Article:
Letty began playing the French horn aged ten, winning music scholarships at school and then to Worcester College, Oxford, where she was the recipient of the Joan Conway Performance prize. Letty also studied briefly at Cambridge University in the Music and Science department, before winning awards from the Leverhulme Trust and Wates Foundation to return to performance at the Guildhall School of Music and Drama, where she graduated from the MPerf course in 2011. Studying with Hugh Seenan, Jonathan Lipton, Richard Bissill and John Kenny, Letty was awarded a Junior Fellowship after her graduation.
Letty’s orchestral career began in the National Children’s and National Youth Orchestras of Great Britain, from which she went on to perform with university orchestras, including side-by-side schemes with the Philharmonia, LSO and BBC Symphony orchestras. She is currently a busy freelance performer in London and has played in major venues including Buckingham Palace, the Royal Albert Hall and Cadogan Hall, with various performances for BBC Radio 3.
As well as orchestral playing, Letty has a keen interest in contemporary music, performing regularly with groups such as Apartment House, CHROMA and the London Contemporary Orchestra. In 2012 she was chosen to perform James Macmillan’s Horn Quintet in the Barbican Hall for the composer, and has participated in the International Ensemble Modern Academy.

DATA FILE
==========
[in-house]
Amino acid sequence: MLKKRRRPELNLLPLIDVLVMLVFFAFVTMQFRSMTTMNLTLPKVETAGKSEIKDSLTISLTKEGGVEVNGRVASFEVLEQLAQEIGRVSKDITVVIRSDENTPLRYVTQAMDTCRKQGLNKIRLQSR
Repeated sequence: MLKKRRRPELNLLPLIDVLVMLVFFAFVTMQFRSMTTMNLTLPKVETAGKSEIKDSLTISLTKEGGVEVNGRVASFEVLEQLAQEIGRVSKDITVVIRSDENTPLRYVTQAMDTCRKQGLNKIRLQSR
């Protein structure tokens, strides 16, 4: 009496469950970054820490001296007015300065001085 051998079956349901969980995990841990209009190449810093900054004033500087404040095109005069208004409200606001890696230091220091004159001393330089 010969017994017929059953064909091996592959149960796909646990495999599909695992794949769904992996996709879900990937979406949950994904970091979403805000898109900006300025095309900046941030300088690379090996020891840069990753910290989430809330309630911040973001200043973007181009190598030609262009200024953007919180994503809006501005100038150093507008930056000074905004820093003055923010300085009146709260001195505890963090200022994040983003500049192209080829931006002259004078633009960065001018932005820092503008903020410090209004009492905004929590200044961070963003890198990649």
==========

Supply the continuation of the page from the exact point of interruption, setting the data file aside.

Finally, Letty is a passionate teacher and educator, and has worked with children on music projects all over the world. Closer to home, she has worked with orchestras including the Royal Philharmonic Orchestra, LPO, Britten Sinfonia and Aldeburgh Music.
Guildhall School of Music and Drama
University of Oxford
University of Cambridge
What is your earliest musical memory?
As a small violinist (I soon saw the error of my ways!) I remember playing a solo on stage and forgetting the notes, to the point at which I had to stop and start again – my poor parents were having a heart attack but I calmly began again and played it better than ever, to rapturous applause at the end!
If you weren’t a musician what would you be?
If I had to choose another career, I would absolutely love to be a detective – as a huge fan of Poirot, Sherlock Holmes, Morse and Lewis I think it would be thrilling to piece together a case and gradually unravel the mystery behind it – the more gruesome the better!